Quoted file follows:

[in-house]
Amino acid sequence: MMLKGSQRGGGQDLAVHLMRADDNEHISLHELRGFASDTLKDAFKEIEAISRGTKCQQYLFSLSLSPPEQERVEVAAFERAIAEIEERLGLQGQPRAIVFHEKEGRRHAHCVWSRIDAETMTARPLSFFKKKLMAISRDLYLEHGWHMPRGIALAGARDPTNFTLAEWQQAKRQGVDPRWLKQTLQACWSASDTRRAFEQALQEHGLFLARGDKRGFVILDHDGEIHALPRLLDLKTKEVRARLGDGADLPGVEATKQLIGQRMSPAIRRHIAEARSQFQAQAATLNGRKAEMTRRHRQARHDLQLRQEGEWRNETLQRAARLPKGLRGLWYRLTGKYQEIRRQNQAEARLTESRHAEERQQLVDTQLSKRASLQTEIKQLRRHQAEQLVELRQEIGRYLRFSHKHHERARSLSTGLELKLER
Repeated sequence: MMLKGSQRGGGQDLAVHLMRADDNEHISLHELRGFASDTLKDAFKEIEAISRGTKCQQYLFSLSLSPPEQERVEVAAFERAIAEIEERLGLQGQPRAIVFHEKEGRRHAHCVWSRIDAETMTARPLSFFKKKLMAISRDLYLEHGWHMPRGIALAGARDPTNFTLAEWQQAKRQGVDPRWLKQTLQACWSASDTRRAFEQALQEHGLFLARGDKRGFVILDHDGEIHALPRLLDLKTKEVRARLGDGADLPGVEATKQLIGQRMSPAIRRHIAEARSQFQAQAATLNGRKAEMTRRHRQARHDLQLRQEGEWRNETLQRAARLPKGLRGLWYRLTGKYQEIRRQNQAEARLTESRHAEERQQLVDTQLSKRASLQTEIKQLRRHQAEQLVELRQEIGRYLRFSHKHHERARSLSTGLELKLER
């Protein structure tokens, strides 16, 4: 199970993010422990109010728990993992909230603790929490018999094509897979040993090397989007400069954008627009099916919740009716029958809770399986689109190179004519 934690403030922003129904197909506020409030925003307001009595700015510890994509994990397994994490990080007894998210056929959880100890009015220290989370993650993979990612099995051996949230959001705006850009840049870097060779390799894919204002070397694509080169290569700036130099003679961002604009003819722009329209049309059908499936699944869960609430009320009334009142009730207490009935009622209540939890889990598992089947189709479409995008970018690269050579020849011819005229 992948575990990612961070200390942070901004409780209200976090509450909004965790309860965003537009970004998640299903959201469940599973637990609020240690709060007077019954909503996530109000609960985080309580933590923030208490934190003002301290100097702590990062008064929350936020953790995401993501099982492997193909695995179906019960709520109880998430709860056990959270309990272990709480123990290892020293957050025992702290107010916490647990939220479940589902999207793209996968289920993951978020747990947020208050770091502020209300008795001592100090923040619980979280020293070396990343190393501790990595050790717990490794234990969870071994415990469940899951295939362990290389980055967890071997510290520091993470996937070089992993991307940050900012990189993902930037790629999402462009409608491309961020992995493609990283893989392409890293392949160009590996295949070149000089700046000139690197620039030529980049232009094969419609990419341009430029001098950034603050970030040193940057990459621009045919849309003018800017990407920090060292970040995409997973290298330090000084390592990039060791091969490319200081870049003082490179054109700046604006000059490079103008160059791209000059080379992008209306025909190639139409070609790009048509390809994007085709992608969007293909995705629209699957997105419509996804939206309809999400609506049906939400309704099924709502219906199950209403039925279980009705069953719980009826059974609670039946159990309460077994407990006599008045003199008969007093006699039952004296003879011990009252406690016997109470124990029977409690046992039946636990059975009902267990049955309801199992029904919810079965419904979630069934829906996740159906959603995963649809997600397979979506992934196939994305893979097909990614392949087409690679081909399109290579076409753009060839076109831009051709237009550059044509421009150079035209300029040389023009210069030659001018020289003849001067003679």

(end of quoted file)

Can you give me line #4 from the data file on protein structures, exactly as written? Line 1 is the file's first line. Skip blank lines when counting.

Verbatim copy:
């Protein structure tokens, strides 16, 4: 199970993010422990109010728990993992909230603790929490018999094509897979040993090397989007400069954008627009099916919740009716029958809770399986689109190179004519 934690403030922003129904197909506020409030925003307001009595700015510890994509994990397994994490990080007894998210056929959880100890009015220290989370993650993979990612099995051996949230959001705006850009840049870097060779390799894919204002070397694509080169290569700036130099003679961002604009003819722009329209049309059908499936699944869960609430009320009334009142009730207490009935009622209540939890889990598992089947189709479409995008970018690269050579020849011819005229 992948575990990612961070200390942070901004409780209200976090509450909004965790309860965003537009970004998640299903959201469940599973637990609020240690709060007077019954909503996530109000609960985080309580933590923030208490934190003002301290100097702590990062008064929350936020953790995401993501099982492997193909695995179906019960709520109880998430709860056990959270309990272990709480123990290892020293957050025992702290107010916490647990939220479940589902999207793209996968289920993951978020747990947020208050770091502020209300008795001592100090923040619980979280020293070396990343190393501790990595050790717990490794234990969870071994415990469940899951295939362990290389980055967890071997510290520091993470996937070089992993991307940050900012990189993902930037790629999402462009409608491309961020992995493609990283893989392409890293392949160009590996295949070149000089700046000139690197620039030529980049232009094969419609990419341009430029001098950034603050970030040193940057990459621009045919849309003018800017990407920090060292970040995409997973290298330090000084390592990039060791091969490319200081870049003082490179054109700046604006000059490079103008160059791209000059080379992008209306025909190639139409070609790009048509390809994007085709992608969007293909995705629209699957997105419509996804939206309809999400609506049906939400309704099924709502219906199950209403039925279980009705069953719980009826059974609670039946159990309460077994407990006599008045003199008969007093006699039952004296003879011990009252406690016997109470124990029977409690046992039946636990059975009902267990049955309801199992029904919810079965419904979630069934829906996740159906959603995963649809997600397979979506992934196939994305893979097909990614392949087409690679081909399109290579076409753009060839076109831009051709237009550059044509421009150079035209300029040389023009210069030659001018020289003849001067003679």